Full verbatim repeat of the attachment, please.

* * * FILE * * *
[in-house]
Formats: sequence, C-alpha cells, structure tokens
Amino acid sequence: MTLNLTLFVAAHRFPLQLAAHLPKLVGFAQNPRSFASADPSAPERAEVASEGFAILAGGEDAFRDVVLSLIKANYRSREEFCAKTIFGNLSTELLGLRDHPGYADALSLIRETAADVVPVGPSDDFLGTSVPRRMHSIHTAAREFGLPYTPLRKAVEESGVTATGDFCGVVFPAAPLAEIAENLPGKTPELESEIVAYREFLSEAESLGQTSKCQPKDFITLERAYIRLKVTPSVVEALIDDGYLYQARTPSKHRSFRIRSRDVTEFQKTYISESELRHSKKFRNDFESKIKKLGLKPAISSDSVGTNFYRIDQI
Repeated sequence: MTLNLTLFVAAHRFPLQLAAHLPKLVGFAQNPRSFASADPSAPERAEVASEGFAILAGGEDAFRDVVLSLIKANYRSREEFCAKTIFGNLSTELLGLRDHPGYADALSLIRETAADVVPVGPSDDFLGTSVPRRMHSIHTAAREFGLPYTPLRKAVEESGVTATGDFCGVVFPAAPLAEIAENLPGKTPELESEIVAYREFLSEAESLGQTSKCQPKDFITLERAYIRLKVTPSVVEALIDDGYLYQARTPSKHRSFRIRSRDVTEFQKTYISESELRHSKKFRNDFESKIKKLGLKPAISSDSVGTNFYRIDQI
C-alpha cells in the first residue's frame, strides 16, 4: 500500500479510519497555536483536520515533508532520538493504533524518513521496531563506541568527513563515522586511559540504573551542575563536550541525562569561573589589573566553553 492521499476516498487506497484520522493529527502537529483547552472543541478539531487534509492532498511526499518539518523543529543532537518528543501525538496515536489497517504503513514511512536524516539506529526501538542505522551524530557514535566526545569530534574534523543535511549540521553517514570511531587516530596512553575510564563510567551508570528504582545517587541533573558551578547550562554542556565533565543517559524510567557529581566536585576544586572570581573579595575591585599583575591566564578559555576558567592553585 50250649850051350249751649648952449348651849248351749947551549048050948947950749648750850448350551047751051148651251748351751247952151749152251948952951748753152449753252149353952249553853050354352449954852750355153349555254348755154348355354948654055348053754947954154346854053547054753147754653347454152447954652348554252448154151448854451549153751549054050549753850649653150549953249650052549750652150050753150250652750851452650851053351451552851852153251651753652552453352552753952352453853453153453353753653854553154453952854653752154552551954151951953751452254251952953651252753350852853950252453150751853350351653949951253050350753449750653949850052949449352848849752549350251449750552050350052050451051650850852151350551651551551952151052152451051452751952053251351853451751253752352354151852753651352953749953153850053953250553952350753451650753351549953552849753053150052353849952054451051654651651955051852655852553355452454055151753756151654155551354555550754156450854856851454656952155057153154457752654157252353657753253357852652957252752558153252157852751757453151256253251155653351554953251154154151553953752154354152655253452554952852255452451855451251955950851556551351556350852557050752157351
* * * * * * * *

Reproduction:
[in-house]
Formats: sequence, C-alpha cells, structure tokens
Amino acid sequence: MTLNLTLFVAAHRFPLQLAAHLPKLVGFAQNPRSFASADPSAPERAEVASEGFAILAGGEDAFRDVVLSLIKANYRSREEFCAKTIFGNLSTELLGLRDHPGYADALSLIRETAADVVPVGPSDDFLGTSVPRRMHSIHTAAREFGLPYTPLRKAVEESGVTATGDFCGVVFPAAPLAEIAENLPGKTPELESEIVAYREFLSEAESLGQTSKCQPKDFITLERAYIRLKVTPSVVEALIDDGYLYQARTPSKHRSFRIRSRDVTEFQKTYISESELRHSKKFRNDFESKIKKLGLKPAISSDSVGTNFYRIDQI
Repeated sequence: MTLNLTLFVAAHRFPLQLAAHLPKLVGFAQNPRSFASADPSAPERAEVASEGFAILAGGEDAFRDVVLSLIKANYRSREEFCAKTIFGNLSTELLGLRDHPGYADALSLIRETAADVVPVGPSDDFLGTSVPRRMHSIHTAAREFGLPYTPLRKAVEESGVTATGDFCGVVFPAAPLAEIAENLPGKTPELESEIVAYREFLSEAESLGQTSKCQPKDFITLERAYIRLKVTPSVVEALIDDGYLYQARTPSKHRSFRIRSRDVTEFQKTYISESELRHSKKFRNDFESKIKKLGLKPAISSDSVGTNFYRIDQI
C-alpha cells in the first residue's frame, strides 16, 4: 500500500479510519497555536483536520515533508532520538493504533524518513521496531563506541568527513563515522586511559540504573551542575563536550541525562569561573589589573566553553 492521499476516498487506497484520522493529527502537529483547552472543541478539531487534509492532498511526499518539518523543529543532537518528543501525538496515536489497517504503513514511512536524516539506529526501538542505522551524530557514535566526545569530534574534523543535511549540521553517514570511531587516530596512553575510564563510567551508570528504582545517587541533573558551578547550562554542556565533565543517559524510567557529581566536585576544586572570581573579595575591585599583575591566564578559555576558567592553585 50250649850051350249751649648952449348651849248351749947551549048050948947950749648750850448350551047751051148651251748351751247952151749152251948952951748753152449753252149353952249553853050354352449954852750355153349555254348755154348355354948654055348053754947954154346854053547054753147754653347454152447954652348554252448154151448854451549153751549054050549753850649653150549953249650052549750652150050753150250652750851452650851053351451552851852153251651753652552453352552753952352453853453153453353753653854553154453952854653752154552551954151951953751452254251952953651252753350852853950252453150751853350351653949951253050350753449750653949850052949449352848849752549350251449750552050350052050451051650850852151350551651551551952151052152451051452751952053251351853451751253752352354151852753651352953749953153850053953250553952350753451650753351549953552849753053150052353849952054451051654651651955051852655852553355452454055151753756151654155551354555550754156450854856851454656952155057153154457752654157252353657753253357852652957252752558153252157852751757453151256253251155653351554953251154154151553953752154354152655253452554952852255452451855451251955950851556551351556350852557050752157351